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THE BIRDS by Aristophanes, Part 22

PROMETHEUS
Is it the fall of day? Is it no later than that?
PITHETAERUS
This is getting dull!
PROMETHEUS
What is Zeus doing? Is he dispersing the clouds or gathering them?
PITHETAERUS
Watch out for yourself!
PROMETHEUS
Come, I will raise my mask.
PITHETAERUS
Ah! my dear Prometheus!
PROMETHEUS
Sh! Sh! speak lower!
PITHETAERUS
Why, what's the matter, Prometheus?
PROMETHEUS
Sh! sh! Don't call me by my name; you will be my ruin, if Zeus
should see me here. But, if you want me to tell you how things are
going in heaven, take this umbrella and shield me, so that the gods
don't see me.
PITHETAERUS
I can recognize Prometheus in this cunning trick. Come, quick
then, and fear nothing; speak on.
PROMETHEUS
Then listen.
PITHETAERUS
I am listening, proceed!
FROM-ETHEUS
Zeus is done for.
PITHETAERUS
Ah! and since when, pray?
PROMETHEUS
Since you founded this city in the air. There is not a man who now
sacrifices to the gods, the smoke of the victims no longer reaches us.
Not the smallest offering comes! We fast as though it were the
festivall of Demeter. The barbarian gods, who are dying of hunger, are
bawling like Illyrians and threaten to make an armed descent upon
Zeus, if he does not open markets where joints of the victims are
sold.
PITHETAERUS
What! there are other gods besides you, barbarian gods who dwell
above Olympus?
PROMETHEUS
If there were no barbarian gods, who would be the patron of
Execestides?
PITHETAERUS
And what is the name of these gods?
PROMETHEUS
Their name? Why, the Triballi.
PITHETAERUS
Ah, indeed! 'tis from that no doubt that we derive the word
'tribulation.'
PROMETHEUS
Most likely. But one thing I can tell you for certain, namely,
that Zeus and the celestial Triballi are going to send deputies here
to sue for peace. Now don't you treat with them, unless Zeus
restores the sceptre to the birds and gives you Basileia in marriage.
PITHETAERUS
Who is this Basileia?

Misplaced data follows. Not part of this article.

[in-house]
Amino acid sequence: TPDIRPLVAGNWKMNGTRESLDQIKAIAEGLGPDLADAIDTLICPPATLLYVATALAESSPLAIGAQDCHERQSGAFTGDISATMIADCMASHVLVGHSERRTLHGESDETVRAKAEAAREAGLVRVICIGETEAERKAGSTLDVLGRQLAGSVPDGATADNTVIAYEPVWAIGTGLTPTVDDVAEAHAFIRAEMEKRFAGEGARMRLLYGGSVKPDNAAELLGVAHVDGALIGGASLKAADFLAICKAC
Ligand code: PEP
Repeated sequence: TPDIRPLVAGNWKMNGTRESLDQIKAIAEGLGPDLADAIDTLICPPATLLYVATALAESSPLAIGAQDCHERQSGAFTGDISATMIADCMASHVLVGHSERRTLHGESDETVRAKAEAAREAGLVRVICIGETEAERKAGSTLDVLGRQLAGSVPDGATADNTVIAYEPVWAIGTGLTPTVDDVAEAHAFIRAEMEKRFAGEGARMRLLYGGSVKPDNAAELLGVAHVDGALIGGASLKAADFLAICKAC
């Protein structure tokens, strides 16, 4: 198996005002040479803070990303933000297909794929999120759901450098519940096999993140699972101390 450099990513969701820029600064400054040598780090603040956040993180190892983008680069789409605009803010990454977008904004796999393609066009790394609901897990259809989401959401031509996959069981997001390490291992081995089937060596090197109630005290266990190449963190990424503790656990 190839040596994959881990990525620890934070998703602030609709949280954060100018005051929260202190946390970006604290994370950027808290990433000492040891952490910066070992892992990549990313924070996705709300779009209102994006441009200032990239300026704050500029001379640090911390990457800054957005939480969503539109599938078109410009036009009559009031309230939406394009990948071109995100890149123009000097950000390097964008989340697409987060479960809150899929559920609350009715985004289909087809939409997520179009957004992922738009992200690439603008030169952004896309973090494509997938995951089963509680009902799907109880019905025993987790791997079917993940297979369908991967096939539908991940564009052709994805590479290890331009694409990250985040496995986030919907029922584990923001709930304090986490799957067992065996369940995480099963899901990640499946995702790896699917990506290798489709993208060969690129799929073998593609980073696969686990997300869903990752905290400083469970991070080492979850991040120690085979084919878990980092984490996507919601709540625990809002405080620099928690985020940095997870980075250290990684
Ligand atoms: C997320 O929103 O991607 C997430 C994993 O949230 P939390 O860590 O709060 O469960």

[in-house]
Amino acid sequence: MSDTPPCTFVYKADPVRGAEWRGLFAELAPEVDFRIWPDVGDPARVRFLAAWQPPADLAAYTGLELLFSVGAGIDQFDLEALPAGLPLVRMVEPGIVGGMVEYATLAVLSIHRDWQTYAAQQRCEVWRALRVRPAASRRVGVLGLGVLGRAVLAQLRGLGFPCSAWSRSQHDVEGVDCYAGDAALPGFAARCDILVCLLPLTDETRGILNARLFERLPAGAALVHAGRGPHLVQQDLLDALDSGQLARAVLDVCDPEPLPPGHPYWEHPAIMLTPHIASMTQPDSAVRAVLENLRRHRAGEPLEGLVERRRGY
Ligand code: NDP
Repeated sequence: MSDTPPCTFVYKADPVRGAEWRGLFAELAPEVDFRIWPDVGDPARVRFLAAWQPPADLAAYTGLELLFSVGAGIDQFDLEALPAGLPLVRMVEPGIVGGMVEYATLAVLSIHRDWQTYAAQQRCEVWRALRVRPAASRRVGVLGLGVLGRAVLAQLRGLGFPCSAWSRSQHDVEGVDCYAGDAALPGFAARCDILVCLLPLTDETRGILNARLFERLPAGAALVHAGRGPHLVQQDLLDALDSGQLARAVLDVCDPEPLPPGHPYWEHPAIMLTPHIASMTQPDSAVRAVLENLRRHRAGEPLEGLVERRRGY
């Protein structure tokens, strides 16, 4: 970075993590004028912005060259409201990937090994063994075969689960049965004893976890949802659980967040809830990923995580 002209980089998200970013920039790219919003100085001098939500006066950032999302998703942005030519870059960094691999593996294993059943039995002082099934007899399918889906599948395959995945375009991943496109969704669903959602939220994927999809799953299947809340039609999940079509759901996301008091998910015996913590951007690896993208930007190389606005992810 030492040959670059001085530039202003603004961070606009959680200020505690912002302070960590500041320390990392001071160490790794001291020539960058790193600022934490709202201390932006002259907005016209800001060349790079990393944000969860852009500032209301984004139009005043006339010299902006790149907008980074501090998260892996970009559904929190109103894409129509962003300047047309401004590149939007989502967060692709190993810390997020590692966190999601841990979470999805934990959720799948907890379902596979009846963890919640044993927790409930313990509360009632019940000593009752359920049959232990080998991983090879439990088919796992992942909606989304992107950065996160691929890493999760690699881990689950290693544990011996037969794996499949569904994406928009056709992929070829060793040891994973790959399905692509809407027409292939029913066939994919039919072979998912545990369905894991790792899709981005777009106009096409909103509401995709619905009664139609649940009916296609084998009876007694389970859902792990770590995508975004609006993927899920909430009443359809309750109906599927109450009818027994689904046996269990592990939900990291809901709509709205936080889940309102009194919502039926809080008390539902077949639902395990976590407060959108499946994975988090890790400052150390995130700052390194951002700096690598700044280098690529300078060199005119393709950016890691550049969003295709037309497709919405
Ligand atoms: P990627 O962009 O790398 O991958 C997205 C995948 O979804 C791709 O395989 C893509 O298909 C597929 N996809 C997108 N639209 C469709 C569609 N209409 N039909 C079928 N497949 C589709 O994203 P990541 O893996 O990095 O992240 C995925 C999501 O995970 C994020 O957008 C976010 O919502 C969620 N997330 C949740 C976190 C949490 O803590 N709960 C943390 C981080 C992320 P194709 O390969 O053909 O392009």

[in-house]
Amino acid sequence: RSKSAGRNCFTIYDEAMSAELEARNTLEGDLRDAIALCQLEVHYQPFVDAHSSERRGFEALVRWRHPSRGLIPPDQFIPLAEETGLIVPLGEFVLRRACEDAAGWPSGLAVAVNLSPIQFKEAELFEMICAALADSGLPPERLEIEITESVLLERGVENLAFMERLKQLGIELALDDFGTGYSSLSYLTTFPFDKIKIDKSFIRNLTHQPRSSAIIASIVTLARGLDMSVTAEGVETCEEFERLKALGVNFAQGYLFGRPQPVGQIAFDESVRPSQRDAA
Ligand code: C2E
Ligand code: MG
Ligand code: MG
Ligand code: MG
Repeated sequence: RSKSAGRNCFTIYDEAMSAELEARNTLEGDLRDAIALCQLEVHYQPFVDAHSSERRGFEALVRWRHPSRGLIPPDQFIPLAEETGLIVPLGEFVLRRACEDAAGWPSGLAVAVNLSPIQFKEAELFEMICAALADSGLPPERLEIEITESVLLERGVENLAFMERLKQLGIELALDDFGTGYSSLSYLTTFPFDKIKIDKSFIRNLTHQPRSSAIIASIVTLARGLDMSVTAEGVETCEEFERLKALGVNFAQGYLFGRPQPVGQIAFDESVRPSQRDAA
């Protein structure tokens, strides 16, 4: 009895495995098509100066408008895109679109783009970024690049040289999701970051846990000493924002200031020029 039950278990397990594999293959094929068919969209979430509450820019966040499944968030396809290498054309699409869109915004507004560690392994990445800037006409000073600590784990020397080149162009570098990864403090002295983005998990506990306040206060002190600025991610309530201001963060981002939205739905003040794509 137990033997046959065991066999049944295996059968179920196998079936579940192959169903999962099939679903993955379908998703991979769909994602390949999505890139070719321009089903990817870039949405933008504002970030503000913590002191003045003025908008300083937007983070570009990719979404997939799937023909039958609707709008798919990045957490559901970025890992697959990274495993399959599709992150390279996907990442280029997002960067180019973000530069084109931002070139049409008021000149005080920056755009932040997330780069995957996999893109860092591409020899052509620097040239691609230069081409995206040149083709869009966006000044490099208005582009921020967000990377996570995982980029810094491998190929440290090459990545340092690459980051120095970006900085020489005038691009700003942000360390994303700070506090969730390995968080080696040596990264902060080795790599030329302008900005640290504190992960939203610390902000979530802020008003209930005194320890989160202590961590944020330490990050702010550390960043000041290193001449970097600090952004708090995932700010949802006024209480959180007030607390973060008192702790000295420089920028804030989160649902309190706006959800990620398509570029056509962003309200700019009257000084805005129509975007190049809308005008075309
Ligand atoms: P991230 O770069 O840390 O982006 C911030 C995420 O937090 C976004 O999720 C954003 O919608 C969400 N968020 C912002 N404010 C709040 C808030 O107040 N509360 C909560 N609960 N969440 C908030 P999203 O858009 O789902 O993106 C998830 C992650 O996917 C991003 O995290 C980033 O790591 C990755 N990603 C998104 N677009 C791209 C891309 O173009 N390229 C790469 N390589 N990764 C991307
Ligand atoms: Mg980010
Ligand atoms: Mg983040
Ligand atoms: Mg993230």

PROMETHEUS
A very fine young damsel, who makes the lightning for Zeus; all
things come from her, wisdom, good laws, virtue, the fleet, calumnies,
the public paymaster and the triobolus.
PITHETAERUS
Ah! then she is a sort of general manageress to the god.
PROMETHEUS
Yes, precisely. If he gives you her for your wife, yours will be
the almighty power. That is what I have come to tell you; for you know
my constant and habitual goodwill towards men.
PITHETAERUS
Oh, yes! it's thanks to you that we roast our meat.
PROMETHEUS
I hate the gods, as you know.
PITHETAERUS
Aye, by Zeus, you have always detested them.
PROMETHEUS
Towards them I am a veritable Timon; but I must return in all
haste, so give me the umbrella; if Zeus should see me from up there,
he would think I was escorting one of the Canephori.
PITHETAERUS
Wait, take this stool as well.
(PROMETHEUS leaves. PITHETAERUS goes into the thicket.)
CHORUS (singing)
Near by the land of the Sciapodes there is a marsh, from the
borders whereof the unwashed Socrates evokes the souls of men.
Pisander came one day to see his soul, which he had left there when
still alive. He offered a little victim, a camel, slit his throat and,
following the example of ODYSSEUS, stepped one pace backwards. Then
that bat of a Chaerephon came up from hell to drink the camel's blood.
(POSIDON enters, accompanied by Heracles and TRIBALLUS.)
POSIDON
This is the city of Nephelococcygia, to which we come as
ambassadors. (To TRIBALLUS) Hi! what are you up to? you are throwing
your cloak over the left shoulder. Come, fling it quick over the
right! And why, pray, does it draggle in this fashion? Have you ulcers
to hide like Laespodias? Oh! democracy! whither, oh! whither are you
leading us? Is it possible that the gods have chosen such an envoy?
You are undisturbed? Ugh! you cursed savage! you are by far the most
barbarous of all the gods.-Tell me, Heracles, what are we going to do?

 

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